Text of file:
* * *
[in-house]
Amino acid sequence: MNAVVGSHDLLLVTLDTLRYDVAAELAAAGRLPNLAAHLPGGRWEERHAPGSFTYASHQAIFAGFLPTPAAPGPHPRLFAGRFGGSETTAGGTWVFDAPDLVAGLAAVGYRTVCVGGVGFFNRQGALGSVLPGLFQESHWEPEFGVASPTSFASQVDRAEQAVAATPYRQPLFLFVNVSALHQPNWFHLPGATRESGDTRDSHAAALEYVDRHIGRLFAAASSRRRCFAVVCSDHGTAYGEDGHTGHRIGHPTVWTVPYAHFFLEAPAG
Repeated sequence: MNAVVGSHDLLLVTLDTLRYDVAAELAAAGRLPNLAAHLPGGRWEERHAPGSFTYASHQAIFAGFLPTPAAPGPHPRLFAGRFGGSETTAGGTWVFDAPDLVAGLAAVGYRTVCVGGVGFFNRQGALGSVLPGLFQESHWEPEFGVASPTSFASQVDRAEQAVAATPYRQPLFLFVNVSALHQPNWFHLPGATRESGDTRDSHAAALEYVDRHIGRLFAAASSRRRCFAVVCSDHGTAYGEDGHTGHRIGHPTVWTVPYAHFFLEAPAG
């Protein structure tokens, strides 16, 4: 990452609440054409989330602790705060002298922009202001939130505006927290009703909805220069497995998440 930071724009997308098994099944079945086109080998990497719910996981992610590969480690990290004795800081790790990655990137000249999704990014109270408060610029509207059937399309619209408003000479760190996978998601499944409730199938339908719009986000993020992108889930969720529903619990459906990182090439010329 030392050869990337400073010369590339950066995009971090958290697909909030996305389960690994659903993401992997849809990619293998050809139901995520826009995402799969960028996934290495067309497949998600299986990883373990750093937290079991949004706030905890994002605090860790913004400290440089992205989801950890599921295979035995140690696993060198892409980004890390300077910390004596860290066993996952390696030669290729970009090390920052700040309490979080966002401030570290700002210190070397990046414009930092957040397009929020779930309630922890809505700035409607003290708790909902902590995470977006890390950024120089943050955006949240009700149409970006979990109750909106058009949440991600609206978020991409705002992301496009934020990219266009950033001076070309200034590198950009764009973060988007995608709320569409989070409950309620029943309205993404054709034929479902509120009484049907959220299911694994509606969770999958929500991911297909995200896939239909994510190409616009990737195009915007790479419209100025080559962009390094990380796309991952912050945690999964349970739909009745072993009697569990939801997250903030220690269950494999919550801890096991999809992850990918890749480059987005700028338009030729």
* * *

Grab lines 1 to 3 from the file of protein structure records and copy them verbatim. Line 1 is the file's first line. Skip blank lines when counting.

[in-house]
Amino acid sequence: MNAVVGSHDLLLVTLDTLRYDVAAELAAAGRLPNLAAHLPGGRWEERHAPGSFTYASHQAIFAGFLPTPAAPGPHPRLFAGRFGGSETTAGGTWVFDAPDLVAGLAAVGYRTVCVGGVGFFNRQGALGSVLPGLFQESHWEPEFGVASPTSFASQVDRAEQAVAATPYRQPLFLFVNVSALHQPNWFHLPGATRESGDTRDSHAAALEYVDRHIGRLFAAASSRRRCFAVVCSDHGTAYGEDGHTGHRIGHPTVWTVPYAHFFLEAPAG
Repeated sequence: MNAVVGSHDLLLVTLDTLRYDVAAELAAAGRLPNLAAHLPGGRWEERHAPGSFTYASHQAIFAGFLPTPAAPGPHPRLFAGRFGGSETTAGGTWVFDAPDLVAGLAAVGYRTVCVGGVGFFNRQGALGSVLPGLFQESHWEPEFGVASPTSFASQVDRAEQAVAATPYRQPLFLFVNVSALHQPNWFHLPGATRESGDTRDSHAAALEYVDRHIGRLFAAASSRRRCFAVVCSDHGTAYGEDGHTGHRIGHPTVWTVPYAHFFLEAPAG